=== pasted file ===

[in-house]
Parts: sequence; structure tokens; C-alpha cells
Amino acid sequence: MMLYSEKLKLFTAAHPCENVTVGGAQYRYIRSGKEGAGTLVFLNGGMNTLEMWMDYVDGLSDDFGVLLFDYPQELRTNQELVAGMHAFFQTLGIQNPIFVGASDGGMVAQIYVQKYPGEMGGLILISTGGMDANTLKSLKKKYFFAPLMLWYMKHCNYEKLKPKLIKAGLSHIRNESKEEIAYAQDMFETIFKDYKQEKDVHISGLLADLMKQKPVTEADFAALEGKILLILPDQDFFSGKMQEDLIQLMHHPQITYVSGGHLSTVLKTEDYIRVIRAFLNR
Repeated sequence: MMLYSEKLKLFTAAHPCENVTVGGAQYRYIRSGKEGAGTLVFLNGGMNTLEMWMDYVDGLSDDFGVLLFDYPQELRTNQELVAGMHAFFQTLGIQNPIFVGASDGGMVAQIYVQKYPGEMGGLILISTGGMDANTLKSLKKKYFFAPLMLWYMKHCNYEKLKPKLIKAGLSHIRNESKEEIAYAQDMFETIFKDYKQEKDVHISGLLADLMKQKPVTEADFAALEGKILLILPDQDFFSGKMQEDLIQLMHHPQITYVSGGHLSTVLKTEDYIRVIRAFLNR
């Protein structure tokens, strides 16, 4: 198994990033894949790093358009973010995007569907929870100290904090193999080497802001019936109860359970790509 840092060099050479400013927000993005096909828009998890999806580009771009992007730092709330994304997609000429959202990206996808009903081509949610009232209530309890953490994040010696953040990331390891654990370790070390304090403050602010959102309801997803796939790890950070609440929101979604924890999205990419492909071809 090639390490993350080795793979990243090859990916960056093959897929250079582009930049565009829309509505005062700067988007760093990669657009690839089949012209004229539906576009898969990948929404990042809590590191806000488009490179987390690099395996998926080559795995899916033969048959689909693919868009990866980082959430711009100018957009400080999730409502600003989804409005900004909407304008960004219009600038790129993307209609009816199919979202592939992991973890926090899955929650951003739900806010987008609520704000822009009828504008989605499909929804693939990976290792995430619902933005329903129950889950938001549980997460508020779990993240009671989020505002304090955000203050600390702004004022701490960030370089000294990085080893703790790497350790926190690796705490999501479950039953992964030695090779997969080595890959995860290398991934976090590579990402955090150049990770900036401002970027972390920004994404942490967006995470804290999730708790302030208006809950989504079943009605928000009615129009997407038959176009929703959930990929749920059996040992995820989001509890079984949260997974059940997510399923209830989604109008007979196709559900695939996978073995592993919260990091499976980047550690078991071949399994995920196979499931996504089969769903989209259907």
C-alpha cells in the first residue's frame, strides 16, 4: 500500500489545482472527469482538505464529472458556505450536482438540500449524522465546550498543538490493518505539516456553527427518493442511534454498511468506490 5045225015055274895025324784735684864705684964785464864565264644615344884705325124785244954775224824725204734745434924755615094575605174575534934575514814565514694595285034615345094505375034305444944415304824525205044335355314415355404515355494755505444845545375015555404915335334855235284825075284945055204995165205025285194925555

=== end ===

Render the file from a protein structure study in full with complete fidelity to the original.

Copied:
[in-house]
Parts: sequence; structure tokens; C-alpha cells
Amino acid sequence: MMLYSEKLKLFTAAHPCENVTVGGAQYRYIRSGKEGAGTLVFLNGGMNTLEMWMDYVDGLSDDFGVLLFDYPQELRTNQELVAGMHAFFQTLGIQNPIFVGASDGGMVAQIYVQKYPGEMGGLILISTGGMDANTLKSLKKKYFFAPLMLWYMKHCNYEKLKPKLIKAGLSHIRNESKEEIAYAQDMFETIFKDYKQEKDVHISGLLADLMKQKPVTEADFAALEGKILLILPDQDFFSGKMQEDLIQLMHHPQITYVSGGHLSTVLKTEDYIRVIRAFLNR
Repeated sequence: MMLYSEKLKLFTAAHPCENVTVGGAQYRYIRSGKEGAGTLVFLNGGMNTLEMWMDYVDGLSDDFGVLLFDYPQELRTNQELVAGMHAFFQTLGIQNPIFVGASDGGMVAQIYVQKYPGEMGGLILISTGGMDANTLKSLKKKYFFAPLMLWYMKHCNYEKLKPKLIKAGLSHIRNESKEEIAYAQDMFETIFKDYKQEKDVHISGLLADLMKQKPVTEADFAALEGKILLILPDQDFFSGKMQEDLIQLMHHPQITYVSGGHLSTVLKTEDYIRVIRAFLNR
């Protein structure tokens, strides 16, 4: 198994990033894949790093358009973010995007569907929870100290904090193999080497802001019936109860359970790509 840092060099050479400013927000993005096909828009998890999806580009771009992007730092709330994304997609000429959202990206996808009903081509949610009232209530309890953490994040010696953040990331390891654990370790070390304090403050602010959102309801997803796939790890950070609440929101979604924890999205990419492909071809 090639390490993350080795793979990243090859990916960056093959897929250079582009930049565009829309509505005062700067988007760093990669657009690839089949012209004229539906576009898969990948929404990042809590590191806000488009490179987390690099395996998926080559795995899916033969048959689909693919868009990866980082959430711009100018957009400080999730409502600003989804409005900004909407304008960004219009600038790129993307209609009816199919979202592939992991973890926090899955929650951003739900806010987008609520704000822009009828504008989605499909929804693939990976290792995430619902933005329903129950889950938001549980997460508020779990993240009671989020505002304090955000203050600390702004004022701490960030370089000294990085080893703790790497350790926190690796705490999501479950039953992964030695090779997969080595890959995860290398991934976090590579990402955090150049990770900036401002970027972390920004994404942490967006995470804290999730708790302030208006809950989504079943009605928000009615129009997407038959176009929703959930990929749920059996040992995820989001509890079984949260997974059940997510399923209830989604109008007979196709559900695939996978073995592993919260990091499976980047550690078991071949399994995920196979499931996504089969769903989209259907």
C-alpha cells in the first residue's frame, strides 16, 4: 500500500489545482472527469482538505464529472458556505450536482438540500449524522465546550498543538490493518505539516456553527427518493442511534454498511468506490 5045225015055274895025324784735684864705684964785464864565264644615344884705325124785244954775224824725204734745434924755615094575605174575534934575514814565514694595285034615345094505375034305444944415304824525205044335355314415355404515355494755505444845545375015555404915335334855235284825075284945055204995165205025285194925555